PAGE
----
Backend as a Service takes on scalability, lock-in issues

Backend as a Service (BaaS) helps front-end mobile developers focus on the user, while capitalizing on the elastic scalability of cloud computing.

Part of a special series on mobile development.

The most obvious result of the Backend as a Service approach is more time for developers to invest in the front end. Other advantages, like improved scalability for apps, meet major demands in the mobile space.

The demands for scalability are quite pointed in mobile, said Michael Facemire, senior analyst at Forrester Research. Cloud architectures that help automate scalability could betoken a change in enterprise middleware that would see more activity moving to public clouds. For mobile application integration, the change appears to already be under way.

"The Backend as a Service space took the concept of middleware and moved it to the cloud and said, 'Now we'll put your initial touch point of these services in the cloud, and we'll handle scalability there,'" said Facemire. Mobile architectures also rely heavily on RESTful application programming interface (API) generation in the cloud, he continued.

"[Scalability] is something that developers might not initially think about when building their app," said Kelly Rice, marketing manager at Kinvey, a Backend as a Service (BaaS) platform. "What if their app really takes off and they get an influx of users? How do they scale accordingly?" With BaaS, the answer is that apps are scaled automatically, according to variations in traffic or volume of users.

"It eliminates the need for the developer to even have to worry about scaling their app," Rice continued. "It all happens kind of behind the scenes with Backend as a Service."

"The truth of application development work today -- particularly on the back end -- is that it has a lot [of common traits]," said Dave McLauchlan, CEO of Buddy, a cross-platform mobile BaaS. "Most apps require some kind of user account system; some kind of geolocation or points of interest; some sort of messaging process; and so on."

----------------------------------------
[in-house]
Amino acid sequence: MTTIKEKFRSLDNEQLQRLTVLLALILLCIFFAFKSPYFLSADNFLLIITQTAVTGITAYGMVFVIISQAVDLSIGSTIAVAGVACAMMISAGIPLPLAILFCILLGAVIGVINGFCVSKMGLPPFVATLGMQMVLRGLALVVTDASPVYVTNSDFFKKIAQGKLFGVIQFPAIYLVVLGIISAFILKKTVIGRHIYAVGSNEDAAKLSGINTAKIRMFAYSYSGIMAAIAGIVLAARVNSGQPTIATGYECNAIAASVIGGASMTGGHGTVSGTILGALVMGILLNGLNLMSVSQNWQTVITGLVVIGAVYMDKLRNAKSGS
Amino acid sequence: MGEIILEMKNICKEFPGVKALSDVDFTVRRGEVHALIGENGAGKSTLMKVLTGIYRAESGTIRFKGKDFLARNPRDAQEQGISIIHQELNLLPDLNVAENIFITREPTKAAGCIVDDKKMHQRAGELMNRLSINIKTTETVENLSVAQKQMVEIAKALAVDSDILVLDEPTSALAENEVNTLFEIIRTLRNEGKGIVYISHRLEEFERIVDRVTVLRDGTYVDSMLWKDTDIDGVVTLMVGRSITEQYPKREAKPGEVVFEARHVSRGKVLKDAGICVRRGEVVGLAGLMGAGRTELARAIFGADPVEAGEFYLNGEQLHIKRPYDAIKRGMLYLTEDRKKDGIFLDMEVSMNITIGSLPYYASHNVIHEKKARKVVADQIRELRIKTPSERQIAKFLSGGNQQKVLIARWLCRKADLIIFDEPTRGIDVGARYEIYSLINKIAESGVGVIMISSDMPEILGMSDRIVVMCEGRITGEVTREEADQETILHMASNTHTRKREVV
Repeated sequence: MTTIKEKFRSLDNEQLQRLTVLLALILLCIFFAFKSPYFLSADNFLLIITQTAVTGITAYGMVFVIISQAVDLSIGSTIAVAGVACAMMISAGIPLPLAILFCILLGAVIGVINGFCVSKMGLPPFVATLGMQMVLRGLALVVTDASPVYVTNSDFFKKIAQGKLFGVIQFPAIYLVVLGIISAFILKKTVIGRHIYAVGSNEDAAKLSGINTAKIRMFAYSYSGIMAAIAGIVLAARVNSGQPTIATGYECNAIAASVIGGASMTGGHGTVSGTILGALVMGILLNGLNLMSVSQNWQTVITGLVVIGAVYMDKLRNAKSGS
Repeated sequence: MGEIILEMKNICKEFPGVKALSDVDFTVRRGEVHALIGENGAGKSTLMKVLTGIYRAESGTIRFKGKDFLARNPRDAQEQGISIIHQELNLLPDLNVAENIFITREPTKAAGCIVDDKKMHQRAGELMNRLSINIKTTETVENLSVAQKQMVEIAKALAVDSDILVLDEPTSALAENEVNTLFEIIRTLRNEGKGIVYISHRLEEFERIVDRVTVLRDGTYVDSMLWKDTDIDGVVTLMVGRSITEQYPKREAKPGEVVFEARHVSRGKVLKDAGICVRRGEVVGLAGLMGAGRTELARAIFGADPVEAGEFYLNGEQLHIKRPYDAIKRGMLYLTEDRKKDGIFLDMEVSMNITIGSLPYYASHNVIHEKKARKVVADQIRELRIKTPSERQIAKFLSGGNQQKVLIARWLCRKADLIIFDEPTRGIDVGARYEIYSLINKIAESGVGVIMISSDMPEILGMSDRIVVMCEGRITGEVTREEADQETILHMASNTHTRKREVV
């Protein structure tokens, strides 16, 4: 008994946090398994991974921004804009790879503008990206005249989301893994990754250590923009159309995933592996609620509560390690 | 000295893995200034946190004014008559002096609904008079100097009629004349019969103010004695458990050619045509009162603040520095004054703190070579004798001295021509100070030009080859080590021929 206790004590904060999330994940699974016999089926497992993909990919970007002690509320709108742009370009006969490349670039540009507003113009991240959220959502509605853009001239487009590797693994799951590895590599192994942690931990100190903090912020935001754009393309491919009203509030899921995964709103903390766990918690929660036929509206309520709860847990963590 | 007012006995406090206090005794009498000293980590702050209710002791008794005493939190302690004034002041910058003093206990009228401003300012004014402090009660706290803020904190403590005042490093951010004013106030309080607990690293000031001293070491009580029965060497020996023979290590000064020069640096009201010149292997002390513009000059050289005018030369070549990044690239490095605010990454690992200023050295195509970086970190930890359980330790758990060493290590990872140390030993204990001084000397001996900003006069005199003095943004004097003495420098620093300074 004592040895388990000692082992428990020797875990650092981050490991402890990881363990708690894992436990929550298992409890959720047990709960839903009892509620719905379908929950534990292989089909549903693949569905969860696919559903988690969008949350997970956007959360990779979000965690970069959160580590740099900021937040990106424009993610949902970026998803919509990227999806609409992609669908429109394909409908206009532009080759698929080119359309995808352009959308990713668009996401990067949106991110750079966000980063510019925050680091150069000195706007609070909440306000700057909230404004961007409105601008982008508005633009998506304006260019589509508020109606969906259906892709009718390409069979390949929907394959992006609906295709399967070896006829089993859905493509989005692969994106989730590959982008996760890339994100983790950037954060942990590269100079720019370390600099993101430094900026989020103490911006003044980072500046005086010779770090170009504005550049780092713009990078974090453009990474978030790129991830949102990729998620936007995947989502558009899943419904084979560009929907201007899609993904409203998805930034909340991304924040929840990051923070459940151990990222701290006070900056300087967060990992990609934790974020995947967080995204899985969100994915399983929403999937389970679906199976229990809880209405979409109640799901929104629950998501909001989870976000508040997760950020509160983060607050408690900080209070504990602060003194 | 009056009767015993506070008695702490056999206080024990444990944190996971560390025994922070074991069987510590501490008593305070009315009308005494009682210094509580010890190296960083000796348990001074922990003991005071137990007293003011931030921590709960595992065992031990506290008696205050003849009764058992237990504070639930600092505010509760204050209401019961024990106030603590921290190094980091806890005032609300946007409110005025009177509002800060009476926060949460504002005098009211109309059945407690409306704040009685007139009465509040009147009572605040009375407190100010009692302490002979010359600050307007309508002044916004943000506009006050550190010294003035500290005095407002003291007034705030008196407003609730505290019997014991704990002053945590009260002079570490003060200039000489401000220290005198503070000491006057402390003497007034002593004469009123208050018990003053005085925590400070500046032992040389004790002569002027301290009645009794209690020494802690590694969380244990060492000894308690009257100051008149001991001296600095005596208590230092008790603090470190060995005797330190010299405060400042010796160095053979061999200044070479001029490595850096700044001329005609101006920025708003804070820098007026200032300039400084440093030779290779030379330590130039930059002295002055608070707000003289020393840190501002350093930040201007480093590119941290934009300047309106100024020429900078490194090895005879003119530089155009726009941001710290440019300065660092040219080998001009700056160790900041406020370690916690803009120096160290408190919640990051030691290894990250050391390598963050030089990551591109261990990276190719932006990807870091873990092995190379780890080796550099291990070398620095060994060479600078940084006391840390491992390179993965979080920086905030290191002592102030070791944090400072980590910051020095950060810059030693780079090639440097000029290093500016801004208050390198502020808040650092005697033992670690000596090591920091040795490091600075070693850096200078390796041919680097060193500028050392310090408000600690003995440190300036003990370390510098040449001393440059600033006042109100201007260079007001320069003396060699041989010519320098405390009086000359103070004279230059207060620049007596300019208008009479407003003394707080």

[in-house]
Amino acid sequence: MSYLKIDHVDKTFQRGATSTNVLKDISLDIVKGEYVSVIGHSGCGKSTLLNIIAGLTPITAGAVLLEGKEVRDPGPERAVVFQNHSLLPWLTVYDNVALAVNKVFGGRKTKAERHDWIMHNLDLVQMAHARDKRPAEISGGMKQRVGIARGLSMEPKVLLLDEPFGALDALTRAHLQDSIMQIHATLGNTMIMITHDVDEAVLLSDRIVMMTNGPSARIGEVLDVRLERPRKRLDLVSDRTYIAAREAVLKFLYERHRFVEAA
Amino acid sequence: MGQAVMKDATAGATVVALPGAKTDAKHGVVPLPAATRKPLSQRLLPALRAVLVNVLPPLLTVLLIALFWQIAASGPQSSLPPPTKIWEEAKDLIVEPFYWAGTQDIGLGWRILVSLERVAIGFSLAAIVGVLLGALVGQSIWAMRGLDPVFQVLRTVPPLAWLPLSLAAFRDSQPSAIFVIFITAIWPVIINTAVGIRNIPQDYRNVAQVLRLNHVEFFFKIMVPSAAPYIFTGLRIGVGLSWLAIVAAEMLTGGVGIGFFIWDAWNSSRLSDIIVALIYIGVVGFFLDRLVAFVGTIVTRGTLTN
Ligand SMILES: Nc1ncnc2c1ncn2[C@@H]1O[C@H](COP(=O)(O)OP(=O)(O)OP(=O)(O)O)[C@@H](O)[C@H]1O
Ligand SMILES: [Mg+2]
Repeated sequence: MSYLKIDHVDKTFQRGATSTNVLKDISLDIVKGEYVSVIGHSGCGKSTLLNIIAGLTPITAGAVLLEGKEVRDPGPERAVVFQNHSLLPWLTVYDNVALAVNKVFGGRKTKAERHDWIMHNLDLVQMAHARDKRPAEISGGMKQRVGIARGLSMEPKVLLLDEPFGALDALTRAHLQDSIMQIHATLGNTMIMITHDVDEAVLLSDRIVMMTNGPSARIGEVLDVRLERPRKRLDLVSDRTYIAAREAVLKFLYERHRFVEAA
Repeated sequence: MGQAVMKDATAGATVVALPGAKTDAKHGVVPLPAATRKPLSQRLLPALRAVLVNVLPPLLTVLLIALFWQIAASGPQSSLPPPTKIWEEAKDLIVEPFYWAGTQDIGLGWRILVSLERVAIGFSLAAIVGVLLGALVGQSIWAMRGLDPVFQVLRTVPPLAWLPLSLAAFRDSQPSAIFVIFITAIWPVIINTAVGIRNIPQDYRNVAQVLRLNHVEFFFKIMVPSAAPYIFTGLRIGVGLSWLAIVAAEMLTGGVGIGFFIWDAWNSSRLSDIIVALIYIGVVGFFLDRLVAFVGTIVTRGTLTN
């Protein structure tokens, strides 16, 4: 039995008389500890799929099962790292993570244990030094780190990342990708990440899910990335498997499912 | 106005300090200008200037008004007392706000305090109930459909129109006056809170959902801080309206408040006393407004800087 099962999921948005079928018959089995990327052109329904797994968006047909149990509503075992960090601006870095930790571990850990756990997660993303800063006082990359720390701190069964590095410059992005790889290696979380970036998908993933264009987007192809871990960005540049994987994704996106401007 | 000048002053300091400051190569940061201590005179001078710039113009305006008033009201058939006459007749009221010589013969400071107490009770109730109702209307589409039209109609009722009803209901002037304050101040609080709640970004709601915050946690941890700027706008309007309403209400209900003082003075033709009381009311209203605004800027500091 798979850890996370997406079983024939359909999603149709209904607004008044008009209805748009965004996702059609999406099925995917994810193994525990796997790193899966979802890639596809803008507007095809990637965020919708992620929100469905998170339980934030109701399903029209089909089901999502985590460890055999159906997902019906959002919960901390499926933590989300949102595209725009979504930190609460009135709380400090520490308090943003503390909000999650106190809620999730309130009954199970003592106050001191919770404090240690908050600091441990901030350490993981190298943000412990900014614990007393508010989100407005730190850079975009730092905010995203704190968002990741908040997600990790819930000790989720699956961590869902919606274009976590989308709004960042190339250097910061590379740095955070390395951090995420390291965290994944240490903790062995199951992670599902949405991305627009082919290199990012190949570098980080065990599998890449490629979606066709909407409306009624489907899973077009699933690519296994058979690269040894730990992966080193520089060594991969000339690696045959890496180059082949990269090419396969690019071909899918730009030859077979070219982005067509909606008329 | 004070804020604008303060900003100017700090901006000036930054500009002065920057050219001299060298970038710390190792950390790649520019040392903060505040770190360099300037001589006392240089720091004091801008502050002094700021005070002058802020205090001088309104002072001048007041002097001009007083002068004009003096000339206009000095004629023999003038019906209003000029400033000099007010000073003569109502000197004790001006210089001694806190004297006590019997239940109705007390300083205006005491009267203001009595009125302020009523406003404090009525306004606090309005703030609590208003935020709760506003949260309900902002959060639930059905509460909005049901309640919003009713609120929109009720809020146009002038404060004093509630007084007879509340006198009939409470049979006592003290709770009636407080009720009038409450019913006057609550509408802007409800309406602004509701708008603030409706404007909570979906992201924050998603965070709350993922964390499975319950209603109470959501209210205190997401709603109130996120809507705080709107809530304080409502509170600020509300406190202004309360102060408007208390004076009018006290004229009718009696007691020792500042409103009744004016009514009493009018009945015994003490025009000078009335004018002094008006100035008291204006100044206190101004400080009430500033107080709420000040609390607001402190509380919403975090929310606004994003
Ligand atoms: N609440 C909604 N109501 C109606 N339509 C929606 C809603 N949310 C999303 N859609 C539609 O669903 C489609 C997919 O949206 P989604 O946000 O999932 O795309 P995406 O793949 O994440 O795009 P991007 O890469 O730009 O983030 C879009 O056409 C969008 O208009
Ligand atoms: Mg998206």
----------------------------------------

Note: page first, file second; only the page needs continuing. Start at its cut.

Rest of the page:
BaaS supports common back-end services, offering capabilities like social media integration, hosting, notifications, database creation and event tracking. Those features, along with the automation of scalability and RESTful API generation in the cloud, boost developers over some of the biggest hurdles to quickly develop a high-quality mobile app.

"These back-end services are really helping developers develop their code quicker, knowing that there are going to be less bugs, and less issues," said Stephen Feloney, director of product management at Appcelerator, provider of Appcelerator Cloud Services, a BaaS solution. "Because they have those well-defined services already developed, already time-tested, it makes development much easier."

The BaaS approach is also said to address the looming issue of vendor lock-in.

"Vendor lock-in was always a problem with the mobile middleware providers," explained Forrester's Facemire. "With all of the Backend as a Service space, I've not seen any of the vendors specify that if you use us, you have to use us for the lifetime of the app."

Vendor lock-in is a problem that BaaS sets out to address. Vendors say they aim to give developers the flexibility to deploy and migrate their apps wherever they choose.

Still, technology lock-in remains an obstacle. BaaS vendors might make it simple for developers to export data and switch providers, but "the unique code that integrates my back-end service -- that's not the easiest to pick up and move," Facemire said.

McLauchlan agrees that, while possible, moving an app is not always the best or easiest action to take.

"Whether the developer elects to invest their time and resources to build their own back end, or they choose to … use a service like Buddy, they're going to have a fairly substantial dependency on that choice," he said. "It's more about making the right choice up front, and choosing a partner that … has the functionality and technology required to grow with you as your needs grow."

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This was first published in October 2012

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